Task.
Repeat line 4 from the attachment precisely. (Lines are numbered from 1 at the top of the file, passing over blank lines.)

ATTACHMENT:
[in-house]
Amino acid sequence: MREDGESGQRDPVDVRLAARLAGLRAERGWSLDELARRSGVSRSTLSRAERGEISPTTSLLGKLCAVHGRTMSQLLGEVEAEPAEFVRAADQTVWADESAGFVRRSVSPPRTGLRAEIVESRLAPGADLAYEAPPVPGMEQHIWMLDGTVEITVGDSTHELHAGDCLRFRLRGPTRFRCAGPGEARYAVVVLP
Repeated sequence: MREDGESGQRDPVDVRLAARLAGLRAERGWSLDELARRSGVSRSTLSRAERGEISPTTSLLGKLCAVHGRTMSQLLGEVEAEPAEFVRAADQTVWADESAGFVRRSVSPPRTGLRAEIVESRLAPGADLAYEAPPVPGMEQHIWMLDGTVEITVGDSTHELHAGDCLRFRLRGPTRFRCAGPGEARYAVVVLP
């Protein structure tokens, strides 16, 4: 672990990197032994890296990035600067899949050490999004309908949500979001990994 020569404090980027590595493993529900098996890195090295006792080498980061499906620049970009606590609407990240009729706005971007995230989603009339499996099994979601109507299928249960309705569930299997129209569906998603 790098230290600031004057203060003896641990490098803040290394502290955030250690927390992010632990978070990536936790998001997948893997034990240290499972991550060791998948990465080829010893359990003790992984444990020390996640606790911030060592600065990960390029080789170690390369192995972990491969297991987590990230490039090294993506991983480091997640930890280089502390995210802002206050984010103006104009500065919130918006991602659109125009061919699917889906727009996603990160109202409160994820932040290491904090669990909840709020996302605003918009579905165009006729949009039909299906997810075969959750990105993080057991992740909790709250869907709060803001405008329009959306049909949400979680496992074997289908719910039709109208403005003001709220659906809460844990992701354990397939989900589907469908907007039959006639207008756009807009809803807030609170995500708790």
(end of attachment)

């Protein structure tokens, strides 16, 4: 672990990197032994890296990035600067899949050490999004309908949500979001990994 020569404090980027590595493993529900098996890195090295006792080498980061499906620049970009606590609407990240009729706005971007995230989603009339499996099994979601109507299928249960309705569930299997129209569906998603 790098230290600031004057203060003896641990490098803040290394502290955030250690927390992010632990978070990536936790998001997948893997034990240290499972991550060791998948990465080829010893359990003790992984444990020390996640606790911030060592600065990960390029080789170690390369192995972990491969297991987590990230490039090294993506991983480091997640930890280089502390995210802002206050984010103006104009500065919130918006991602659109125009061919699917889906727009996603990160109202409160994820932040290491904090669990909840709020996302605003918009579905165009006729949009039909299906997810075969959750990105993080057991992740909790709250869907709060803001405008329009959306049909949400979680496992074997289908719910039709109208403005003001709220659906809460844990992701354990397939989900589907469908907007039959006639207008756009807009809803807030609170995500708790």